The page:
I hate crippling conflict, and I suspect you do too.
It's the kind of tense dynamic that emerges when we get anxious, freeze up with fright, stop listening, start demanding, insist on compliance, disparage and dismiss others, and eventually find ourselves isolated, alienated, and without influence.
Now, let's face it. Most of us don't take responsibility for our part in generating that dynamic in the midst of the conflict. At least, I don't. To reach a more constructive place of self-awareness and self-management, we need to find the space to compose a wise mix of instinct, emotion, and intellect that best serves the common good.
The best way to create that space, first for ourselves and then for the others involved, is to engage in constructive curiosity.
Here are 5 sample questions to ask yourself and your colleagues:
- What do I see as the core issue in this conflict and what do others think it is?
- What values are being violated and needs not being met in this conflict?
- What would I like to see happen in this situation?
- What story based on what assumptions am I telling myself about the other people involved? Are the assumptions valid and is the story true?
- Whose interests are most important to serve in this situation?
These questions refocus your attention to positive possibilities. They broaden your perspectives and build constructive options for consideration by everyone - you first, then your colleagues. They build constructive capacity by opening up possibilities.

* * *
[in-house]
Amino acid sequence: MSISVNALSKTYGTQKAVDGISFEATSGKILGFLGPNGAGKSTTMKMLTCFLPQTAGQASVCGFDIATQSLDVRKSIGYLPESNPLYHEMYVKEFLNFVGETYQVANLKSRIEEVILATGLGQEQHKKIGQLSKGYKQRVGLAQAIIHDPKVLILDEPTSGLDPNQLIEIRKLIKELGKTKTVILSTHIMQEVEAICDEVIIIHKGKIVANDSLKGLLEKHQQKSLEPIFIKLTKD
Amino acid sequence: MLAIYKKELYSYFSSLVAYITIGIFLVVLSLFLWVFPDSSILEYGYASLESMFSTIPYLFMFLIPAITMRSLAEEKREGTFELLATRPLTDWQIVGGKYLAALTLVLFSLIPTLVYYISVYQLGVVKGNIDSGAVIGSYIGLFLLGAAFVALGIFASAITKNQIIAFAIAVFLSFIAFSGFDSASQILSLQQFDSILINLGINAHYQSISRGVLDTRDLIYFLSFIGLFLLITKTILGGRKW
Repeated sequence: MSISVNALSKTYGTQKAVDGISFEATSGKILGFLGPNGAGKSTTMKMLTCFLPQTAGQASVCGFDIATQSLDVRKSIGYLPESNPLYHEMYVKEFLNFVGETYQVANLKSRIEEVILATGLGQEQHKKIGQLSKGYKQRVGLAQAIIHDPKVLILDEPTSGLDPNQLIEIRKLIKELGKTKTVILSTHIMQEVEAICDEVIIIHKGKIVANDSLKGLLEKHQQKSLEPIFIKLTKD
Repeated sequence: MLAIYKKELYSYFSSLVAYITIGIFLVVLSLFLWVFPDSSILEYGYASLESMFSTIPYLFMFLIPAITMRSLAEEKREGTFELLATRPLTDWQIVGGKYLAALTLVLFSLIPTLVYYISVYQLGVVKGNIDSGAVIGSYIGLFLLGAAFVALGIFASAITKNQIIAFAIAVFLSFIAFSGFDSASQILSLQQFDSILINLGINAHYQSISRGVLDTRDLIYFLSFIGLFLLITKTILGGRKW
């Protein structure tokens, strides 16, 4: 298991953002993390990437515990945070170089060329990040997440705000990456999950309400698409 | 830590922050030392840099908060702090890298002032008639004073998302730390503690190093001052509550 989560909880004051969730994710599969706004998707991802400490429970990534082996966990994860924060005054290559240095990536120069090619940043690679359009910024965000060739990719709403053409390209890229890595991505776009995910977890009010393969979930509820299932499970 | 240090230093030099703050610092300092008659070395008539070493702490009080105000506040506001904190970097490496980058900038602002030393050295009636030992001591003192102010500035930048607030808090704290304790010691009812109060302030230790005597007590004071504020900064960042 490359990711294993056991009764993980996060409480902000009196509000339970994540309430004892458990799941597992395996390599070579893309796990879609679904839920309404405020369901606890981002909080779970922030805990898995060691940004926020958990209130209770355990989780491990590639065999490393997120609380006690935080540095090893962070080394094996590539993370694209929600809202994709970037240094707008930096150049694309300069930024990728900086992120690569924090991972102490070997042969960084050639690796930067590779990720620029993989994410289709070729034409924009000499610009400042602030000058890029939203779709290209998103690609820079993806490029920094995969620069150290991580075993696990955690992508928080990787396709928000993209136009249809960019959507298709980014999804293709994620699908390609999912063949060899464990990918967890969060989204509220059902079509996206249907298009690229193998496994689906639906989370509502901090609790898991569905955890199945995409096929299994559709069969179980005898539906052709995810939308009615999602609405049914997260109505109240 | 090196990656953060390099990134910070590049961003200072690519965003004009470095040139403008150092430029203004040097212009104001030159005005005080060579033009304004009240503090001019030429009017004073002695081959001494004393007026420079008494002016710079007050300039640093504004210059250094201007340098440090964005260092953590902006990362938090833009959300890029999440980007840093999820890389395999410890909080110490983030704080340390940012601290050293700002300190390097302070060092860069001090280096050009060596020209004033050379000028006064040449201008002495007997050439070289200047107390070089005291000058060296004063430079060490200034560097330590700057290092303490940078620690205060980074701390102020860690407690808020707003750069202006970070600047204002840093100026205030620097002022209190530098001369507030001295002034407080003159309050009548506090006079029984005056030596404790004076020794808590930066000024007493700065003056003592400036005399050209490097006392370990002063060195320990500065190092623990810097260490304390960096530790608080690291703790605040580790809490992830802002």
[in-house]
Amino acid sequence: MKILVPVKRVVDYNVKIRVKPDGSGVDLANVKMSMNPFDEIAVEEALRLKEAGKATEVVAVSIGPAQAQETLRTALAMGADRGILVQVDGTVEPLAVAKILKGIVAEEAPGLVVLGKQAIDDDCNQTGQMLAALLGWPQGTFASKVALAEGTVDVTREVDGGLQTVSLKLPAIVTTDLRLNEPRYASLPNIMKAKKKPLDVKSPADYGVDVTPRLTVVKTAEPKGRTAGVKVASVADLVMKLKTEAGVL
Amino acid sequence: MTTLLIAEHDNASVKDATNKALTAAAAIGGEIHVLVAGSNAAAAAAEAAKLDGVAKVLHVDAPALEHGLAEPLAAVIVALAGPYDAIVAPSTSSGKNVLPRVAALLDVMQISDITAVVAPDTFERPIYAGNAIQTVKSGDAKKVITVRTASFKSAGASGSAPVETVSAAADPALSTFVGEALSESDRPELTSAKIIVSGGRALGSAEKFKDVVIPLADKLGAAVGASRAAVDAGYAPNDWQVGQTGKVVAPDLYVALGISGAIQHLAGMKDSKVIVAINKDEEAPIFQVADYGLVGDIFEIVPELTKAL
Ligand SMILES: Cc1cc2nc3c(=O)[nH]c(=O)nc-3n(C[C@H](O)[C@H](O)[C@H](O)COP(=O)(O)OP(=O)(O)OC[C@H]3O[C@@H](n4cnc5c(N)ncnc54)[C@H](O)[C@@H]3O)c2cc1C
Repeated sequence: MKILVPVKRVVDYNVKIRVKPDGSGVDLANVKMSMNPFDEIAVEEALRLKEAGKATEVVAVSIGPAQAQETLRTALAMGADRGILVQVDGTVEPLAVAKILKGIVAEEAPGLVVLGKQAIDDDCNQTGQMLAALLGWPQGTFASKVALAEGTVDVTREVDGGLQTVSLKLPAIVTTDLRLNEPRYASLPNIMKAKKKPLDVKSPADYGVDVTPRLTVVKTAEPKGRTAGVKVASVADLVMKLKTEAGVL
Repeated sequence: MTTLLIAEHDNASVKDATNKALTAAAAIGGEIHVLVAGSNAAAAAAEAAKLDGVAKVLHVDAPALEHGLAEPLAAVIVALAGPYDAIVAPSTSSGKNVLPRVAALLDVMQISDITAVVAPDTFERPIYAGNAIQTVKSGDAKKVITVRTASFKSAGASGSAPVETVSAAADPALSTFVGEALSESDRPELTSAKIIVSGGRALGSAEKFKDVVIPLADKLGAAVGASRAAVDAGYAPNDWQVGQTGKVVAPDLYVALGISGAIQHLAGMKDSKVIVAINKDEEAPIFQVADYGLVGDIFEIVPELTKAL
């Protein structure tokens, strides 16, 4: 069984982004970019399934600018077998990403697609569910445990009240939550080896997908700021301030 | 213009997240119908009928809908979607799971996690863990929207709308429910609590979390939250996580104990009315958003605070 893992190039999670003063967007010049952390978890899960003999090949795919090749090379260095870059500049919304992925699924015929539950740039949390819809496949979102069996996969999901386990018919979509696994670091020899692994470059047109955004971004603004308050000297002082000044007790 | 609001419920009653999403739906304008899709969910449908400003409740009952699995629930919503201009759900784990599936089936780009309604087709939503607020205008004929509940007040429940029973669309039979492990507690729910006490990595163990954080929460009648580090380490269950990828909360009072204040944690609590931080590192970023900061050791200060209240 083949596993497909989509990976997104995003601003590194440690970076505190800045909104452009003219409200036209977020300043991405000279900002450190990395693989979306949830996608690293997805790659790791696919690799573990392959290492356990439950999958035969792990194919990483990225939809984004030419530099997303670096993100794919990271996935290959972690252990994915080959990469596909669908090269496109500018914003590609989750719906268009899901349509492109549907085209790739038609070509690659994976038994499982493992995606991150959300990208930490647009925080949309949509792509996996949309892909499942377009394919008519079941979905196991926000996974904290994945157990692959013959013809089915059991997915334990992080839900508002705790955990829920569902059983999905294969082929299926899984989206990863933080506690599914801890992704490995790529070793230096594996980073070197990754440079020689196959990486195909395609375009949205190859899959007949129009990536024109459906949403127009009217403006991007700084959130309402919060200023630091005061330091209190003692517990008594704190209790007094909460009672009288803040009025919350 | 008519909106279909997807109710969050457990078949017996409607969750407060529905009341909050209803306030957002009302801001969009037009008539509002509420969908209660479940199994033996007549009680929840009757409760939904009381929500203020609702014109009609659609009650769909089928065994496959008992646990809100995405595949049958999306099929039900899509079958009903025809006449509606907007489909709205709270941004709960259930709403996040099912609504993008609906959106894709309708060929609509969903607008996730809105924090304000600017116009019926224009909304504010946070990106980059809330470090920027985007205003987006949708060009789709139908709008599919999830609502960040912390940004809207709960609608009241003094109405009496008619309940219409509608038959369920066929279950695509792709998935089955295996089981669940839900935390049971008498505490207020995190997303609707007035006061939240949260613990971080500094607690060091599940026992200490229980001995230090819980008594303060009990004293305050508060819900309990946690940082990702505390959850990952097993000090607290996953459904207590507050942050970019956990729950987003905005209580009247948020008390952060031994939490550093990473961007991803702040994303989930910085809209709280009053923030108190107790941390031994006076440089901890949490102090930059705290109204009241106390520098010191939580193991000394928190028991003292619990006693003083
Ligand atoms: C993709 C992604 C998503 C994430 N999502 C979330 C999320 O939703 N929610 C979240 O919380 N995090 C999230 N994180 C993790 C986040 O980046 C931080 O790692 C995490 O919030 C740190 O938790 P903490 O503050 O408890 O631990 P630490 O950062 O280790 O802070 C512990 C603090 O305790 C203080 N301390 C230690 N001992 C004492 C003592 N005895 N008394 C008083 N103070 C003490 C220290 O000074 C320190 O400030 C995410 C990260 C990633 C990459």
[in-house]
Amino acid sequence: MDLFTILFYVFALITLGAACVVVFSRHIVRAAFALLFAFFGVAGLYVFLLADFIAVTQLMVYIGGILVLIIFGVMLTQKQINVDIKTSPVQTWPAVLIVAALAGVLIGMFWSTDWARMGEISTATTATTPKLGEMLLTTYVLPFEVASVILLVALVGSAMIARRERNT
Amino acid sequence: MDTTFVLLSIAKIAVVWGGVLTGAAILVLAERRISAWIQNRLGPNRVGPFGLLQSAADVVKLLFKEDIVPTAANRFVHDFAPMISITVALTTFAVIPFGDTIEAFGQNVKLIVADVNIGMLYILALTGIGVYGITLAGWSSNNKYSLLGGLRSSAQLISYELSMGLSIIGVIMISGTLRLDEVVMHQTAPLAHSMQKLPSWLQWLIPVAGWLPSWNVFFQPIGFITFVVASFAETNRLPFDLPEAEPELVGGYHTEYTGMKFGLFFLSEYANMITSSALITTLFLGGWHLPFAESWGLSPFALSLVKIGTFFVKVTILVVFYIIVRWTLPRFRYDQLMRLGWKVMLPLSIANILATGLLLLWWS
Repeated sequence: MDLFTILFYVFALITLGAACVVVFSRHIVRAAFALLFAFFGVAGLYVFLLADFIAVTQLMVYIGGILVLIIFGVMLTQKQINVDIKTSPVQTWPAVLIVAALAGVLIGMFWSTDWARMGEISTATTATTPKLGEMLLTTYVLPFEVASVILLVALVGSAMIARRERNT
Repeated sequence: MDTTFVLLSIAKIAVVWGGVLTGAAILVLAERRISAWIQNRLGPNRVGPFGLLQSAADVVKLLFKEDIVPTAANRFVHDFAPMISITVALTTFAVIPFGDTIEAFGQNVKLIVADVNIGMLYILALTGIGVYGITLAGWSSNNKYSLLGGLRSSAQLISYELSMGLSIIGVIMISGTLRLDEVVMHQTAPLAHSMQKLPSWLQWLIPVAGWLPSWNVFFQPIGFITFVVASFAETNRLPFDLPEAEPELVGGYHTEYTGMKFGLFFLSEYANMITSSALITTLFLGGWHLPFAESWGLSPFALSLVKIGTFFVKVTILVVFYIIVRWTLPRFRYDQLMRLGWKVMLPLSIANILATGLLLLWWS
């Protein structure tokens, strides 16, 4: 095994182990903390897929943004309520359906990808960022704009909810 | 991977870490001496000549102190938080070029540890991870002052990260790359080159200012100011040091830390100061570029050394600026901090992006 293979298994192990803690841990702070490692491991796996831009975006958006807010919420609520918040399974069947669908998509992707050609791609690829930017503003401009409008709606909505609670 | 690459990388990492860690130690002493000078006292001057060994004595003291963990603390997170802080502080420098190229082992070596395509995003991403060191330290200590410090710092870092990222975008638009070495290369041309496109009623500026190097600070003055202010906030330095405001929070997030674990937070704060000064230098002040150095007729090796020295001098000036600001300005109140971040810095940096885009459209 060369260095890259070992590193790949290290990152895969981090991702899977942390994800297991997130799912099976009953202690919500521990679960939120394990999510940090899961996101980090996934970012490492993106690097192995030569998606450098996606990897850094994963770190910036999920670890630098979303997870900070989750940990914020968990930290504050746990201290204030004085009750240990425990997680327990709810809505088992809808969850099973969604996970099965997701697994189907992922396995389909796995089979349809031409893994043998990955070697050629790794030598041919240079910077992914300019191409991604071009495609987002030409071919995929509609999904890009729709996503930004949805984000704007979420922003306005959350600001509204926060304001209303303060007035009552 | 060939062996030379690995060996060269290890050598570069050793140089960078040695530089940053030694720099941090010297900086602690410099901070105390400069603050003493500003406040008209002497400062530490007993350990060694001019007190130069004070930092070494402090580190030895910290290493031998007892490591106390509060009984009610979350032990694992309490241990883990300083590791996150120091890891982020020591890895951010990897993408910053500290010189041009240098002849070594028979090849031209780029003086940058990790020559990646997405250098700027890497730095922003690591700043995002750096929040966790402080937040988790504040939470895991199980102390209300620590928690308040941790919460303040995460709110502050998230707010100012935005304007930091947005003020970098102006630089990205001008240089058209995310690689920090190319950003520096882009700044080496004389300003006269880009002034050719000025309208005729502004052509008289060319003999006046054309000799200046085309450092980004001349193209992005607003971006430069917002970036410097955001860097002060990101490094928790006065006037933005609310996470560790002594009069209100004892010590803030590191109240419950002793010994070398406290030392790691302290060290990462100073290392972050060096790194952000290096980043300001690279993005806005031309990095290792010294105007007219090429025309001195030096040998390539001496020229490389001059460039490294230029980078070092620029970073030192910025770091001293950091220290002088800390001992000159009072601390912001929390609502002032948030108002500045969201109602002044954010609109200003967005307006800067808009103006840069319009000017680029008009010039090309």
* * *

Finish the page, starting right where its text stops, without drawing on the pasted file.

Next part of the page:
Refuse to ask these kinds of questions and you stay crippled by the conflict, stuck in the mud of your own little puddle of rightness.
Jazz musicians are always in the constructive curiosity mode of conflict. They know the common core chart well, the melody (purpose) they intend to serve. They come to it knowing they are invited to contribute their own talents and ideas. They try out various ways of improvising on the melody. Their colleagues in the group listen with respect, then test out their ways, all in the service of playing the melody with innovation and brilliance. Out of that dynamic, fed by constructive curiosity, emerges a unique and inspiring performance, like this one by the Manhattan Jazz Orchestra:
Imagine what this might have sounded like if one musician in particular insisted on his own way of interpreting the piece, playing loud and long to enforce his views. The others would probably get discouraged and disengage. You could see in their faces and their bodies. They might even walk off the stage in disgust. That's what crippling conflict sounds like and looks like. It's anything but constructive.
You play jazz every time you have a conversation. The dynamic we've been exploring goes on for you every day in every encounter. So, how are you contributing your voice to constructive curiosity? How are you managing your voice to prevent crippling conflict? Are you creating the space for innovation and brilliance?
If we can do anything at Jazzthink - speaking, facilitation, or coaching - to help you discover the voices, vibes, and values that will help you generate constructive curiosity, please get in touch with us at email@example.com.